Shithouse | Review23 October 2020 / by Monique Vigneault (author)
At first glance, the artless, vulgar moniker of Shithouse suggests a film akin to Superbad but what ensues is a wistful hybrid of the frat-boy genre and an earnest take on the coming-of-age dramedy. Shithouse promises boozy, dorm benders, but delivers more angst and contemplation. Of course, this isn’t to say that all the usual suspects of the grotty college lifestyle aren’t present: inebriated, sloppy roommates, anxious, curt chatter and unkempt beds adorn each frame.
Rachel Klein, the film’s DOP, delivers crisp, desaturated close-ups that are striking. Accompanied by a score of lo-fi, acoustic tracks by indie artist 0fret, the film immediately nestles into its coming-of-age melancholy.
Set to premiere at the cancelled SXSW 2020, Shithouse has the machinations of a true low-budget cult classic. Twenty-two year old Cooper Raiff not only wrote, directed, produced, but stars as the film’s languished soft-boy protagonist. Though it's unfortunate that this debut is been buried beneath the ensuing cine-apocalypse it did, however, go on to win the Grand Jury Prize at the cancelled festival. Did we mentioned Raiff's only twenty-two?
Raiff stars as Alex, a solitary freshman at Los Angeles University, who, in an effort to break out of a cloud of homesick ennui, ditches his only friend, a stuffed wolf, for a frat party. The venue? The revered, Shithouse. At the Shithouse, Alex runs into Maggie (Dylan Gelula) a cool-headed RA who later winds up engaging in revealing discourse with Alex under moonlight.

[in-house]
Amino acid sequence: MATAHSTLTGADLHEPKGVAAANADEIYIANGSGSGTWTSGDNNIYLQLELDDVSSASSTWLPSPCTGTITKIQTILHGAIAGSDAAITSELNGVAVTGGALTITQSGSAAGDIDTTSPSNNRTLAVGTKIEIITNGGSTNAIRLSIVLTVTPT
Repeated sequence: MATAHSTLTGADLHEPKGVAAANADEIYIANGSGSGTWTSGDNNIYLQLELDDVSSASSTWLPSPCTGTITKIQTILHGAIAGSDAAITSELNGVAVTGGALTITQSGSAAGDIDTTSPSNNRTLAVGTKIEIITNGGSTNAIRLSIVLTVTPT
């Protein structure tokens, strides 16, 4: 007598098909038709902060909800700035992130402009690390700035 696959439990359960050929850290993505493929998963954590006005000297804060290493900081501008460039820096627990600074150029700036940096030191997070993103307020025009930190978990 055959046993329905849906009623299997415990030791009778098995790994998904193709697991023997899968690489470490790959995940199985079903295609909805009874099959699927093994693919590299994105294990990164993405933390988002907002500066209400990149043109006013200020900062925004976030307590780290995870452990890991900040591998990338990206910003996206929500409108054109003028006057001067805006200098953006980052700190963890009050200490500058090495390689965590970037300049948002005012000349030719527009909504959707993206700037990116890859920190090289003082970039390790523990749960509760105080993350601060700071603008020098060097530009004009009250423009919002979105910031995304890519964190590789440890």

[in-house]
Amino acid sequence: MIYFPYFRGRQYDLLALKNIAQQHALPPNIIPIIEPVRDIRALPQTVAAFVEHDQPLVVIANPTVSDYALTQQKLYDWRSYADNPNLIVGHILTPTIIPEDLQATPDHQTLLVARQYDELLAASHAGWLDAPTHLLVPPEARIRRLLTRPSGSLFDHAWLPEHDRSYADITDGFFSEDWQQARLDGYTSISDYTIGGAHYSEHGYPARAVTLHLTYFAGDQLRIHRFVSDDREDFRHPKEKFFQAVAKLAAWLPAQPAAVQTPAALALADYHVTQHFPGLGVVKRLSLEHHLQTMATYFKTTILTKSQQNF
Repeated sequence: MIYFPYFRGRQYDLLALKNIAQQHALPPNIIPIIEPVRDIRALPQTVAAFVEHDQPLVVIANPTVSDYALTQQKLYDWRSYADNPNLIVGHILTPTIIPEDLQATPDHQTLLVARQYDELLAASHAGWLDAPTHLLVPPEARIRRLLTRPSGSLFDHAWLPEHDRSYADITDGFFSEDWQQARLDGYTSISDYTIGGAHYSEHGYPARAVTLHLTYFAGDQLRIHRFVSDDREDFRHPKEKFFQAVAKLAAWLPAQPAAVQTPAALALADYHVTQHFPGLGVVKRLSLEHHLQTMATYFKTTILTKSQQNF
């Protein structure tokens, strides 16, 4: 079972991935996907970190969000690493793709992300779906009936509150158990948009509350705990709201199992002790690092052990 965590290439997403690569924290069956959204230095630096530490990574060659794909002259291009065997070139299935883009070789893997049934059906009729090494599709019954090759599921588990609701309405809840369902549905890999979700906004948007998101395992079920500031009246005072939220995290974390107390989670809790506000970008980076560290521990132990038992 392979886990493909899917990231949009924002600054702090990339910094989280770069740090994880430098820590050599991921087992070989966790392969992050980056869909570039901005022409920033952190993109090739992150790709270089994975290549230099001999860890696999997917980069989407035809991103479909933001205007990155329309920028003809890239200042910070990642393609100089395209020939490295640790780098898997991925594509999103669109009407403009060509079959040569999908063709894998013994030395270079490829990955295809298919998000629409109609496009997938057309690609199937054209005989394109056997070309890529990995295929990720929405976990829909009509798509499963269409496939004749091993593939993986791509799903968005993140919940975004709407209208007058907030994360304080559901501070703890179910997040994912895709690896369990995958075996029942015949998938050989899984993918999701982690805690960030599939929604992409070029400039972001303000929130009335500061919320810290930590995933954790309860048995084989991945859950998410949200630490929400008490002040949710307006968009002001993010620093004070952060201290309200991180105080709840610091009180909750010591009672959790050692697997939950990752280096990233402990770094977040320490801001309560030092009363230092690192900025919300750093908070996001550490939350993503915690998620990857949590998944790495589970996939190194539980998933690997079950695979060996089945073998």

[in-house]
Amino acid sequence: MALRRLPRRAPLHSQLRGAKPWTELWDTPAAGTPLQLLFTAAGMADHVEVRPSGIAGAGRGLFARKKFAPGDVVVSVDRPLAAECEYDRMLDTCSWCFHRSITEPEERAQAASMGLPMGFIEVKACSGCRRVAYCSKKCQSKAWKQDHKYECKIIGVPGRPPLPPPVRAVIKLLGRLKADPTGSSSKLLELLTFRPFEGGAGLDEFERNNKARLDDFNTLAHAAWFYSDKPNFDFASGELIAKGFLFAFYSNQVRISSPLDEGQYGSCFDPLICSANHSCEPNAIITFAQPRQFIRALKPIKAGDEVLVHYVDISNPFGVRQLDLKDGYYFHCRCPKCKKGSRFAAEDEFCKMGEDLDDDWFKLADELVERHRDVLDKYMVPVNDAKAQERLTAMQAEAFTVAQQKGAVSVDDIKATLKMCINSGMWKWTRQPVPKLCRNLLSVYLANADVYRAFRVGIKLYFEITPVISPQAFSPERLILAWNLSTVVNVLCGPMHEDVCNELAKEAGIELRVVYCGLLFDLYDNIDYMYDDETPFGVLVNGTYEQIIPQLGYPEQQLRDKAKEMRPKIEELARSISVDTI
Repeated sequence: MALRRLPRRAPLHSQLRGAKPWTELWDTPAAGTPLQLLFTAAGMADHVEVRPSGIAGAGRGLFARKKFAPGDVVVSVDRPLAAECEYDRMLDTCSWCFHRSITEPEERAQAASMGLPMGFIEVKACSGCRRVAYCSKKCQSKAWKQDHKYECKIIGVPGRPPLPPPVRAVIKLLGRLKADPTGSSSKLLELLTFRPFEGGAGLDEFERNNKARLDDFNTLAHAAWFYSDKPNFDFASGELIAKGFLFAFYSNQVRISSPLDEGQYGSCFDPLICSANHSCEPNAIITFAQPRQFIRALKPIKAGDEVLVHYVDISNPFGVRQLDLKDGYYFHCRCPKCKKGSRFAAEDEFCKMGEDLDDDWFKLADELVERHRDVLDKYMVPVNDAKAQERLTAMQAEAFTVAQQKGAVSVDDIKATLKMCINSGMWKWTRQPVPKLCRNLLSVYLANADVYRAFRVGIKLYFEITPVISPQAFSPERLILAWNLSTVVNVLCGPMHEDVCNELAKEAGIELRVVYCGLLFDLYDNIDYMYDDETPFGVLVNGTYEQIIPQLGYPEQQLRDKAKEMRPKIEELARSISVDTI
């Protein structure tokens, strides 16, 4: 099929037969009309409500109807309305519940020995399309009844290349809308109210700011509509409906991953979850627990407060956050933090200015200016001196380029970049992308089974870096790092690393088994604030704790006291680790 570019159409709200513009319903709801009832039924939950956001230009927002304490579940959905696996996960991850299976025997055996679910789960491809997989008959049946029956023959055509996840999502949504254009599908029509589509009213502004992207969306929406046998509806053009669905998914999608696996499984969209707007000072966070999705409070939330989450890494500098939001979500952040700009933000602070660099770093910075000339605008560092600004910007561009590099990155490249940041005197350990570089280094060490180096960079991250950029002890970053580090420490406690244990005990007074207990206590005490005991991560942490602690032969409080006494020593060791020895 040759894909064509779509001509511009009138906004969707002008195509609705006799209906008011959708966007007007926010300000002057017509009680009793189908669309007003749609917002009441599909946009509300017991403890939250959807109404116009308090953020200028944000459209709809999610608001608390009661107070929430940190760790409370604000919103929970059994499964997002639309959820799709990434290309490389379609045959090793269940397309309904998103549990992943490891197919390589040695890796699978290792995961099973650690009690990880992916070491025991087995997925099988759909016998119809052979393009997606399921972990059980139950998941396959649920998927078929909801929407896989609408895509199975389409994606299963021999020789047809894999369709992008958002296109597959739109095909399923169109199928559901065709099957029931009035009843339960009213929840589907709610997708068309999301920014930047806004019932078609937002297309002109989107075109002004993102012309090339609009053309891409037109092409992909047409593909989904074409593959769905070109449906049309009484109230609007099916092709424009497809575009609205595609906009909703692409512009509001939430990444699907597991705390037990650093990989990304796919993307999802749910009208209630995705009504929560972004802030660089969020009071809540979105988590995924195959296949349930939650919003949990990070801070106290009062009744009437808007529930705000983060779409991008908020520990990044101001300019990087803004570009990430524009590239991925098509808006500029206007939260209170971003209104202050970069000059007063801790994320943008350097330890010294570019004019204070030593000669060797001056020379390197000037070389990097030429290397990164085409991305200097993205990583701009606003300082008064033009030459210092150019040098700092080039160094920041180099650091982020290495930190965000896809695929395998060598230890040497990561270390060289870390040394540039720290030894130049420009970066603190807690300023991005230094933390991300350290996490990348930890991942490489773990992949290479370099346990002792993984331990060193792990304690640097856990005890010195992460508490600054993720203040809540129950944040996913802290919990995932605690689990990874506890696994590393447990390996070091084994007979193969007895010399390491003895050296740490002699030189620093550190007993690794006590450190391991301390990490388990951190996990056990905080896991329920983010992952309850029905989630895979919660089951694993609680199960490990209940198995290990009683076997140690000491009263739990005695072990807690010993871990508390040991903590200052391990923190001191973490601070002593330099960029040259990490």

Alex and Maggie wander around empty parking garages, engaging in endless conversation, both banal and philosophical, in the same platonic vein as a Linklater film. The deadpan tone unravels into a rumination on growing up, leaving home, and in the freeing admission that it sucks a little bit. Their connection exists within a vacuum, a small sliver of space, until the very next day when the romance dissolves, and the two become strangers once again.
How many times have we become strangers with those we shared perhaps the most intimate words with? If anything, Shithouse is a meditation on the fleeting connections we make when young.
Similar to Alfonso Cuarón’s Y Tú Mamá También, Shithouse tip-toes into a shallow, uncomplicated portrait of an everyday nineteen-year old before plunging into lonely introspection. In both films, the undercurrent of isolation eventually overtake the salacious humour.
As uncomplicated in it’s premise as Normal People, Raiff’s objective is simple: to explore the sheepish, awkward conventions of modern love and university life. Though Raiff doesn’t attempt to draw any universal conclusions, he wades within the confines of an insular experience.
The title, Shithouse, in its eye-rolling glory, sells short an indie debut that surprisingly tilts more cinéma d’auteur, than Channing Tatum frat comedy. And still, in a year where the off-kilter, disorienting, freshman experience has been digitized, Shithouse is a melancholic time-capsule. It’s a charming portrait of university life as we once knew it.
Rating: 4/5 Stars